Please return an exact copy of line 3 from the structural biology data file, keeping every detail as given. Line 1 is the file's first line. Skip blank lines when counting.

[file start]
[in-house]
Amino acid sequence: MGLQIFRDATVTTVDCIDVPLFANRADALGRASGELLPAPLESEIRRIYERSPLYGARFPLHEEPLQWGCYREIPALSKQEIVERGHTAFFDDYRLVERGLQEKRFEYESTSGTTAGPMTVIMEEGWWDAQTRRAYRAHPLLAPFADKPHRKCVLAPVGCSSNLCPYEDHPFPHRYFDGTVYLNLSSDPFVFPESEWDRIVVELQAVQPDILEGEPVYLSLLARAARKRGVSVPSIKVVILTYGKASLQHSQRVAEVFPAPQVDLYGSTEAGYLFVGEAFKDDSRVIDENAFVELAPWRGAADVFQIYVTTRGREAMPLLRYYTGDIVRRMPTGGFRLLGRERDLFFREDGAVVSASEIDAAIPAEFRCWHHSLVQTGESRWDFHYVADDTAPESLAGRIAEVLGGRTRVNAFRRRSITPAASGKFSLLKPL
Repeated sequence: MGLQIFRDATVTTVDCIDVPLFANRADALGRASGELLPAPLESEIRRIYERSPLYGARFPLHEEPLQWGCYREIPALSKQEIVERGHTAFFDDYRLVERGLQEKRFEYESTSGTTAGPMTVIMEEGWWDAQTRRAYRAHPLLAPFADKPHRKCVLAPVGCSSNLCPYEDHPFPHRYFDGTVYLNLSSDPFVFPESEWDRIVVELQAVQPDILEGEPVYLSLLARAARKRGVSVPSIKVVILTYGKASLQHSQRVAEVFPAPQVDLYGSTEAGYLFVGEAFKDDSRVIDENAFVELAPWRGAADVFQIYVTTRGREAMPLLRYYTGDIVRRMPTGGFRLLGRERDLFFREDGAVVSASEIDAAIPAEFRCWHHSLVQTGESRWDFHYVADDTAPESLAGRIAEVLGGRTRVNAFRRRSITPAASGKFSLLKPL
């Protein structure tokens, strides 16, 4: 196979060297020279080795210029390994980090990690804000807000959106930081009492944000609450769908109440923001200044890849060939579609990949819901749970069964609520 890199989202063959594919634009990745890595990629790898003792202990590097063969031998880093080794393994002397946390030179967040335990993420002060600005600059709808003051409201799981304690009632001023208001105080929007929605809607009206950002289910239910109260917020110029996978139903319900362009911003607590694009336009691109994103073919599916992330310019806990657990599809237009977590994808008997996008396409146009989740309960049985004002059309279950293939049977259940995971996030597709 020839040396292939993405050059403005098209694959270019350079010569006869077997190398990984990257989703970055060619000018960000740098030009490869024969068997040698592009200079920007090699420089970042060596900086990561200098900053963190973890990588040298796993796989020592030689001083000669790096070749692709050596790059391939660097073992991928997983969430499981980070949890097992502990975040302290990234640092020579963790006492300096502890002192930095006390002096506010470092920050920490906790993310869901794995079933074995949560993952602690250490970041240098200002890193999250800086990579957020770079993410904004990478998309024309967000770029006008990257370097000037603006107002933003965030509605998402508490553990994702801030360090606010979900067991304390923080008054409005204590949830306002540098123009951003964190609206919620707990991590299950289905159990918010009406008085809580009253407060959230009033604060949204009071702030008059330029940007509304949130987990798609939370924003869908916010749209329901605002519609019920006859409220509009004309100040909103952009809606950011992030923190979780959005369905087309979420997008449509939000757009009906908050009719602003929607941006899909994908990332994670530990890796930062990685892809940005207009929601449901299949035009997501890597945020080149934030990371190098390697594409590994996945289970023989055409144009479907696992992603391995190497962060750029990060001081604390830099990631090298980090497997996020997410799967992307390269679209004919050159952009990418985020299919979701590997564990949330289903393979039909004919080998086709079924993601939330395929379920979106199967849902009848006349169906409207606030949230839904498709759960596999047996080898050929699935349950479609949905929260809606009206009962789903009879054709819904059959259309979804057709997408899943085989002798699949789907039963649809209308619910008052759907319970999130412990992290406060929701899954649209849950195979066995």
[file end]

Repeated sequence: MGLQIFRDATVTTVDCIDVPLFANRADALGRASGELLPAPLESEIRRIYERSPLYGARFPLHEEPLQWGCYREIPALSKQEIVERGHTAFFDDYRLVERGLQEKRFEYESTSGTTAGPMTVIMEEGWWDAQTRRAYRAHPLLAPFADKPHRKCVLAPVGCSSNLCPYEDHPFPHRYFDGTVYLNLSSDPFVFPESEWDRIVVELQAVQPDILEGEPVYLSLLARAARKRGVSVPSIKVVILTYGKASLQHSQRVAEVFPAPQVDLYGSTEAGYLFVGEAFKDDSRVIDENAFVELAPWRGAADVFQIYVTTRGREAMPLLRYYTGDIVRRMPTGGFRLLGRERDLFFREDGAVVSASEIDAAIPAEFRCWHHSLVQTGESRWDFHYVADDTAPESLAGRIAEVLGGRTRVNAFRRRSITPAASGKFSLLKPL